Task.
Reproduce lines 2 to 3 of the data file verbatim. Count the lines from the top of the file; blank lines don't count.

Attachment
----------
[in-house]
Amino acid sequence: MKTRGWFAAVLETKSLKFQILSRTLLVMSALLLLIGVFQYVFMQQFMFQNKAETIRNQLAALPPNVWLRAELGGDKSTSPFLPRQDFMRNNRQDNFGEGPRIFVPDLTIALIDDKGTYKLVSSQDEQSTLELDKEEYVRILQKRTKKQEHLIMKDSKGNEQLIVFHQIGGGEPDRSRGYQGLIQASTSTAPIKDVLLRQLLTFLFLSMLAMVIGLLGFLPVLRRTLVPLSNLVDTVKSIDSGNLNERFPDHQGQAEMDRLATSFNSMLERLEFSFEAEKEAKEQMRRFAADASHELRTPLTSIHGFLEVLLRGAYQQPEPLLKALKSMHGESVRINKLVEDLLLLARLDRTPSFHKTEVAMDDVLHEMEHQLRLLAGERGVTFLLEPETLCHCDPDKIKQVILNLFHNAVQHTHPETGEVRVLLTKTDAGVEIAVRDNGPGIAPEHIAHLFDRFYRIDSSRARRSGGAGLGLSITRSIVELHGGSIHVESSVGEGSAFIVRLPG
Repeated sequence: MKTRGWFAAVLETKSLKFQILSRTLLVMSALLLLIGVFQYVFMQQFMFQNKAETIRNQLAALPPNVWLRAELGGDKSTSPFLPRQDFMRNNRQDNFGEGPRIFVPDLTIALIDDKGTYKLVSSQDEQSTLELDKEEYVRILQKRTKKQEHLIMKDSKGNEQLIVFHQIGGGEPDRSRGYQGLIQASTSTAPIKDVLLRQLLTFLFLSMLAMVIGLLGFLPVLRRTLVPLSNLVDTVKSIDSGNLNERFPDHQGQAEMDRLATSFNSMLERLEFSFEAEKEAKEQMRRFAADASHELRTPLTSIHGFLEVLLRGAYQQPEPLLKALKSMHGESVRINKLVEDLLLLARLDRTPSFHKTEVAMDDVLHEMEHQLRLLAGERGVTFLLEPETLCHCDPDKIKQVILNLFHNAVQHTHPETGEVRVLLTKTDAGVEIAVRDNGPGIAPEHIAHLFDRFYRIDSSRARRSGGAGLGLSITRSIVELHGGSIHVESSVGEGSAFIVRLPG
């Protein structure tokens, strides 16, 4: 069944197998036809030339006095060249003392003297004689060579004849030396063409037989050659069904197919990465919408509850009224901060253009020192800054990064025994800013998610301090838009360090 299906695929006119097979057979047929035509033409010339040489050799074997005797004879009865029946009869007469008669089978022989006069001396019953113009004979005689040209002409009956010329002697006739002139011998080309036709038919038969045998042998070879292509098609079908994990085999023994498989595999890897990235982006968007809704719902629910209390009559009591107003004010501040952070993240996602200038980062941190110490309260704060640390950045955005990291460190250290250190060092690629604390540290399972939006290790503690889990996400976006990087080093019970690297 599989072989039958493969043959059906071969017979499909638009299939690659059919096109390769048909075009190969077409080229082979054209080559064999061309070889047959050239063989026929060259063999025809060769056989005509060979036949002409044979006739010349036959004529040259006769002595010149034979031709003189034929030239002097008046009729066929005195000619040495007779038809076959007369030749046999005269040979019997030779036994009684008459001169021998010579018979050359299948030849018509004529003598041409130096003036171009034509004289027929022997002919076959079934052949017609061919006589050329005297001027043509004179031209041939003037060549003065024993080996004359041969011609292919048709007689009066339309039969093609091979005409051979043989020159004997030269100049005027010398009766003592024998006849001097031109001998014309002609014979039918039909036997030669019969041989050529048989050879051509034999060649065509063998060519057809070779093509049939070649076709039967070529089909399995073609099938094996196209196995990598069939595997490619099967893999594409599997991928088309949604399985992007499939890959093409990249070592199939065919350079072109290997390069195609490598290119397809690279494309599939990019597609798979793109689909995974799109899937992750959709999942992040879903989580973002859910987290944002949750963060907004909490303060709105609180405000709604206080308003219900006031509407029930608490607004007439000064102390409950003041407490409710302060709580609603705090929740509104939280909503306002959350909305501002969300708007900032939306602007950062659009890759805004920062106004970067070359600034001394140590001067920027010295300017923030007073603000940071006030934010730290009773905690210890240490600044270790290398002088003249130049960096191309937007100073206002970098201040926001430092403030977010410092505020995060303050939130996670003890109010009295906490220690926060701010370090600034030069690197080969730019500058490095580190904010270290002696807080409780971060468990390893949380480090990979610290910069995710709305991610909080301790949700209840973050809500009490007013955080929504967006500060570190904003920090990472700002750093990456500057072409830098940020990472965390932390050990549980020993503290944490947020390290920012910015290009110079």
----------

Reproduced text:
Amino acid sequence: MKTRGWFAAVLETKSLKFQILSRTLLVMSALLLLIGVFQYVFMQQFMFQNKAETIRNQLAALPPNVWLRAELGGDKSTSPFLPRQDFMRNNRQDNFGEGPRIFVPDLTIALIDDKGTYKLVSSQDEQSTLELDKEEYVRILQKRTKKQEHLIMKDSKGNEQLIVFHQIGGGEPDRSRGYQGLIQASTSTAPIKDVLLRQLLTFLFLSMLAMVIGLLGFLPVLRRTLVPLSNLVDTVKSIDSGNLNERFPDHQGQAEMDRLATSFNSMLERLEFSFEAEKEAKEQMRRFAADASHELRTPLTSIHGFLEVLLRGAYQQPEPLLKALKSMHGESVRINKLVEDLLLLARLDRTPSFHKTEVAMDDVLHEMEHQLRLLAGERGVTFLLEPETLCHCDPDKIKQVILNLFHNAVQHTHPETGEVRVLLTKTDAGVEIAVRDNGPGIAPEHIAHLFDRFYRIDSSRARRSGGAGLGLSITRSIVELHGGSIHVESSVGEGSAFIVRLPG
Repeated sequence: MKTRGWFAAVLETKSLKFQILSRTLLVMSALLLLIGVFQYVFMQQFMFQNKAETIRNQLAALPPNVWLRAELGGDKSTSPFLPRQDFMRNNRQDNFGEGPRIFVPDLTIALIDDKGTYKLVSSQDEQSTLELDKEEYVRILQKRTKKQEHLIMKDSKGNEQLIVFHQIGGGEPDRSRGYQGLIQASTSTAPIKDVLLRQLLTFLFLSMLAMVIGLLGFLPVLRRTLVPLSNLVDTVKSIDSGNLNERFPDHQGQAEMDRLATSFNSMLERLEFSFEAEKEAKEQMRRFAADASHELRTPLTSIHGFLEVLLRGAYQQPEPLLKALKSMHGESVRINKLVEDLLLLARLDRTPSFHKTEVAMDDVLHEMEHQLRLLAGERGVTFLLEPETLCHCDPDKIKQVILNLFHNAVQHTHPETGEVRVLLTKTDAGVEIAVRDNGPGIAPEHIAHLFDRFYRIDSSRARRSGGAGLGLSITRSIVELHGGSIHVESSVGEGSAFIVRLPG